1/ The Pointe du Payré, Jard-sur-Mer
If you love to be by the sea, this one’s for you. Jutting into the Atlantic in the far south of Vendée, the Pointe du Payré is one of the most beautiful natural sites to admire in the region. A five-kilometre walk starts from the Plage de la Mine and ventures through the oak forests and out to the cliffs, which attract scores of geologists with their unusual Jurassic rocks. From here you can look across to the breathtaking Plage du Veillon, a sand dune spit at the Payré estuary that has formed an inviting turquoise lagoon.
2/ The Brière Regional Park
Welcome to the Atlantic Loire Valley’s maze of canals! North of the Loire estuary near Saint-Nazaire, the Brière is the second largest French marshland after the Camargue. You can walk, cycle or horse-ride, but perhaps the best way to explore is by flat-bottomed boat, weaving your way through the meanders of canals and floodplains. For panoramic views, head up to the observatory in the new 24-metre-high Rozé Belltower in Saint-Malo-de-Guersac. And don’t miss the chance to go birdwatching at dusk and look out for waders like the sacred ibis and white spoonbill – it’s magical.
3/ The Marais Poitevin
If you like the sound of the Brière, you’ll love this other labyrinth of watery trails, known locally as the ‘Green Venice’. The Marais Poitevin adventure begins from the any of the piers in Damvix, Maillé, Le Mazeau, Maillezais or Saint-Pierre-le-Vieux, either by kayak, pedalo or paddleboard – but it’s the opposite of white water here. You’ll drift slowly with just ducks for company, a canopy of trees above and the odd cow watching you pass by. Off the canals, you can also explore the nature reserve on the Île de Charrouin and the reserves around Nalliers and Mouzeuil-Saint-Martin, which spread across 350 acres.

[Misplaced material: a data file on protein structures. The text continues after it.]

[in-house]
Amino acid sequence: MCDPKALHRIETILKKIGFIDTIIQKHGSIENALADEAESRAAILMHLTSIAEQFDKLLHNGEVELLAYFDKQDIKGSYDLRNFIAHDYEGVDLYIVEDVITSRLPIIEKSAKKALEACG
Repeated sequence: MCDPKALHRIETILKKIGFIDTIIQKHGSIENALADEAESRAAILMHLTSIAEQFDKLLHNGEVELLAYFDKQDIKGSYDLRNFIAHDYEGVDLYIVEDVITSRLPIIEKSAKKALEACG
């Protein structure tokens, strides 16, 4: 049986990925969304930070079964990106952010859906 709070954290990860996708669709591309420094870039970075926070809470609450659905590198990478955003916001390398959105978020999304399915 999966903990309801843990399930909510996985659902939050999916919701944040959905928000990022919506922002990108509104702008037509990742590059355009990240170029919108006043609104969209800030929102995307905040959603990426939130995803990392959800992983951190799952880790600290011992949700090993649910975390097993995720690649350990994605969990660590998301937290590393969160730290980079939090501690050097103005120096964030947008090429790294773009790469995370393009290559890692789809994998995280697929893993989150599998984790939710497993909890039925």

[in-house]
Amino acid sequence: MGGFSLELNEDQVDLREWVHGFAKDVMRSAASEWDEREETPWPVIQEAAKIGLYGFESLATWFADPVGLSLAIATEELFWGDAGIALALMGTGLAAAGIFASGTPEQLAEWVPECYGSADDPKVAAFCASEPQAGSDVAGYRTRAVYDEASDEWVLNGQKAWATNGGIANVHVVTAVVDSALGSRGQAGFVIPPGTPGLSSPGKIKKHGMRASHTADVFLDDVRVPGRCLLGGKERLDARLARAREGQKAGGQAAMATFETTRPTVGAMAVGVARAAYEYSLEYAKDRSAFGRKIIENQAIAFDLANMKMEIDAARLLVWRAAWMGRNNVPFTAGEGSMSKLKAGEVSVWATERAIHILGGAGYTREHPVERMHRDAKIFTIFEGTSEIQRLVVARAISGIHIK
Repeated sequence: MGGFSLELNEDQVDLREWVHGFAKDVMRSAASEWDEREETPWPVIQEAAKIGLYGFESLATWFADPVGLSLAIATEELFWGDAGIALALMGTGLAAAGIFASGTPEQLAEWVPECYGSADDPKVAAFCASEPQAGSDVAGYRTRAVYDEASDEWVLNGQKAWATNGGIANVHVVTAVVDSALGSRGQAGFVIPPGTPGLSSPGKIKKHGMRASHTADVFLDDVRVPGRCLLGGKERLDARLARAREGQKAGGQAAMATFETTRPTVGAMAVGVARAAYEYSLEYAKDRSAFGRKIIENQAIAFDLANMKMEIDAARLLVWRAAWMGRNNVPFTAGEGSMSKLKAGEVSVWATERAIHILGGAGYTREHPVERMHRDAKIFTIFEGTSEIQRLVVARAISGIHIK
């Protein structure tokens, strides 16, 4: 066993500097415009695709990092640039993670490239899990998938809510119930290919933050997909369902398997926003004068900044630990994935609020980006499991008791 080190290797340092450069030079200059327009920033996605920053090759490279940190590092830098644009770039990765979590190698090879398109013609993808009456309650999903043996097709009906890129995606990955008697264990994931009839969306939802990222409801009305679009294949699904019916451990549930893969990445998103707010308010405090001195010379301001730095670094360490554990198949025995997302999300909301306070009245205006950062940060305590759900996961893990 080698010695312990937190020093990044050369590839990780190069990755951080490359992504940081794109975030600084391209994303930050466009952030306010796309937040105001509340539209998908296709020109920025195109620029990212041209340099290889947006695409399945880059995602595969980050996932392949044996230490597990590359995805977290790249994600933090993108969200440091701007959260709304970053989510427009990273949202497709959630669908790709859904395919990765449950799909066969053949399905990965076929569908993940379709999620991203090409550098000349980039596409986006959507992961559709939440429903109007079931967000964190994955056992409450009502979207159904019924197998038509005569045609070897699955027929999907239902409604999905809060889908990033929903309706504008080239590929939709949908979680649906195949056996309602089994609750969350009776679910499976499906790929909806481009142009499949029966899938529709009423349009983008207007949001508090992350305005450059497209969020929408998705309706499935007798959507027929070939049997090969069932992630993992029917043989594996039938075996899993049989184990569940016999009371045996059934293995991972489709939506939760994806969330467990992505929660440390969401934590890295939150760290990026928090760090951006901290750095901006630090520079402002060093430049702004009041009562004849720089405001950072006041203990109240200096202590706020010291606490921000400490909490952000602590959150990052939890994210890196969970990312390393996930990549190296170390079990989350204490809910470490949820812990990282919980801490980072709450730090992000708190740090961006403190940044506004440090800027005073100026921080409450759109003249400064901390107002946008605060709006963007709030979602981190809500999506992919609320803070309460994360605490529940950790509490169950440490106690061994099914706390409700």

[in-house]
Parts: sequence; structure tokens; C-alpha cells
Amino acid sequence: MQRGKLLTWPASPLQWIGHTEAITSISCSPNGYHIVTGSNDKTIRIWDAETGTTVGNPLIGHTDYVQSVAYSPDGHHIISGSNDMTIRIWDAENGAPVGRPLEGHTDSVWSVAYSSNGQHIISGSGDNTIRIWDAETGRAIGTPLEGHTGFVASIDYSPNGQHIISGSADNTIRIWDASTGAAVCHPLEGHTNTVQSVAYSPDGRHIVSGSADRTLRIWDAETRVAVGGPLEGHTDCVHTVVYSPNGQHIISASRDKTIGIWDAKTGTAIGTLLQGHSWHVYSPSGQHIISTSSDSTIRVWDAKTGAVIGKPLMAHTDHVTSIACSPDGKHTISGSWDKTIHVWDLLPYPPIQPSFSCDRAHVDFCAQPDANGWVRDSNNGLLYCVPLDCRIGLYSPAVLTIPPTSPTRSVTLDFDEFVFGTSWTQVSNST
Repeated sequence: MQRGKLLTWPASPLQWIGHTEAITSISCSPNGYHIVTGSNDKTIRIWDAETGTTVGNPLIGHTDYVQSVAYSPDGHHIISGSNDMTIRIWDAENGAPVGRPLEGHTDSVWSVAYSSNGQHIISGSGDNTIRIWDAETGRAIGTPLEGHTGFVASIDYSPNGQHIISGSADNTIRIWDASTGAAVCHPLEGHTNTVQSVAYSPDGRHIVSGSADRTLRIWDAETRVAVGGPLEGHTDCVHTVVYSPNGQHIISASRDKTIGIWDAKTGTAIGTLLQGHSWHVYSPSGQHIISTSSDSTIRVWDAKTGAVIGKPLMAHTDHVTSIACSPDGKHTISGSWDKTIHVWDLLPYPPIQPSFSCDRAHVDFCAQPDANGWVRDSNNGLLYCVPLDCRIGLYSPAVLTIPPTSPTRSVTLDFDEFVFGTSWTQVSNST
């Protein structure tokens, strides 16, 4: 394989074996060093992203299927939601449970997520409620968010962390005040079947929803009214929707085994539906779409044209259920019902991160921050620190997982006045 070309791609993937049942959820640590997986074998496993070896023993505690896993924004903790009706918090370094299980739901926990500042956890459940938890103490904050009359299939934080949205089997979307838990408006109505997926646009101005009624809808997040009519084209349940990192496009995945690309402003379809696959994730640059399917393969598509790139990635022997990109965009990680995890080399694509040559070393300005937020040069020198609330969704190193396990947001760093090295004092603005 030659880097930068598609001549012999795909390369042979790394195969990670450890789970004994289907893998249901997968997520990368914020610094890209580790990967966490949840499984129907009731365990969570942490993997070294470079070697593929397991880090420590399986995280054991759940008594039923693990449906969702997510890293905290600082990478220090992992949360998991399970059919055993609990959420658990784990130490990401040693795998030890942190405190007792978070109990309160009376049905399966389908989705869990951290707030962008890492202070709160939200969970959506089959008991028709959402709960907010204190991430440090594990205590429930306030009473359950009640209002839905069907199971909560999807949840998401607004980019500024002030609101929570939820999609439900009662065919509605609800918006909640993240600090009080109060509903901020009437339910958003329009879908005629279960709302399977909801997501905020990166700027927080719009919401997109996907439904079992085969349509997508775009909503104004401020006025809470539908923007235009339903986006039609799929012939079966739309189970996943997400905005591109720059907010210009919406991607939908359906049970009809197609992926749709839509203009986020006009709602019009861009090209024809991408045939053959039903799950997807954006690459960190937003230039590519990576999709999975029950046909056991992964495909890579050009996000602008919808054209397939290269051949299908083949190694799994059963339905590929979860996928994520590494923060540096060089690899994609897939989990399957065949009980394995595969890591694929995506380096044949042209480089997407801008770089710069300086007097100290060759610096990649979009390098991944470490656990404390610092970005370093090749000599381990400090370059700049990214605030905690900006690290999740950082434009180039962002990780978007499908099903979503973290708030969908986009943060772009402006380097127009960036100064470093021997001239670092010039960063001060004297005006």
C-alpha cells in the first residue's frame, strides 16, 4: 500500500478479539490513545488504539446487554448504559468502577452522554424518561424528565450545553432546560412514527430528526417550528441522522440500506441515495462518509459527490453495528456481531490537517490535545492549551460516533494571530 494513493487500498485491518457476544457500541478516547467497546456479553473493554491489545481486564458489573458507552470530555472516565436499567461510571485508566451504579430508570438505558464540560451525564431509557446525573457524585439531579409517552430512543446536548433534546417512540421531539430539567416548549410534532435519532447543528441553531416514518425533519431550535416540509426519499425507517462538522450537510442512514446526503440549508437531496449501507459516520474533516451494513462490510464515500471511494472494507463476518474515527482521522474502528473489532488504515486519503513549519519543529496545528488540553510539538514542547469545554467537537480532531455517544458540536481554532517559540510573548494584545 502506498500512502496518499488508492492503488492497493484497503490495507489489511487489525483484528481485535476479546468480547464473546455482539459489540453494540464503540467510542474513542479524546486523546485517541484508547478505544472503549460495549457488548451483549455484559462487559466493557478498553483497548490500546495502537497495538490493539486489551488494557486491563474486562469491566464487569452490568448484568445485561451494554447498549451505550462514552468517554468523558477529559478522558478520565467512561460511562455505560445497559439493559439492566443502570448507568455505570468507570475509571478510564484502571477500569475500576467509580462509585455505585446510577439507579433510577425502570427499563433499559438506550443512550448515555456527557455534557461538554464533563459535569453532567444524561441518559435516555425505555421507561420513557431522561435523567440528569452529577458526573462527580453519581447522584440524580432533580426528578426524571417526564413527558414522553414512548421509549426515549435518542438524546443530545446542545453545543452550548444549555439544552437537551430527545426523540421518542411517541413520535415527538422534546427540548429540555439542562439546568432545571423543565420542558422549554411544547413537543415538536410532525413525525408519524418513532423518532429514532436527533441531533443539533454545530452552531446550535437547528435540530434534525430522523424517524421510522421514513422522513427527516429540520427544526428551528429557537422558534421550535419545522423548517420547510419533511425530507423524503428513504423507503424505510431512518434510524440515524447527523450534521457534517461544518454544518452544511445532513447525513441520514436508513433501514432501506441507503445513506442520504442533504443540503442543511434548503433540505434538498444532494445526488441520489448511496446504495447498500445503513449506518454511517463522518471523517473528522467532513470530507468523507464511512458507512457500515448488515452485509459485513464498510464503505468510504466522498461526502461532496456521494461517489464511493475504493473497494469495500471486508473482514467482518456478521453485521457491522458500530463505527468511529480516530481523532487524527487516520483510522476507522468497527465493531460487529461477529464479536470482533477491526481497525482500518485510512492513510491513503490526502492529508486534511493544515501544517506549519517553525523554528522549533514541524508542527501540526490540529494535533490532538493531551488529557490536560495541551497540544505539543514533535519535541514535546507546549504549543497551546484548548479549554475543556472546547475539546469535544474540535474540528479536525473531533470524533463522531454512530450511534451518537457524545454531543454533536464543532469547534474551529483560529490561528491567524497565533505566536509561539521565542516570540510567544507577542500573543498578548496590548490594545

4/ The Coteaux du Pont-Barré, Anjou
This 20-acre nature reserve near Angers is an ideal hiking spot, offering stunning views of the Layon valley vineyards – but it’s biodiversity that sets it apart from anywhere else in the region. Interspersed with numerous small plateaux and rocky escarpments, the hills support a mosaic of natural habitats. There are 420 plant species here, of which the Gagée de Bohème, Wild Tulip and Rose de France are protected. You can spot insects such as the red-winged locust, silver cicada and mountain cicada – and no less than 87 species of butterflies have been identified.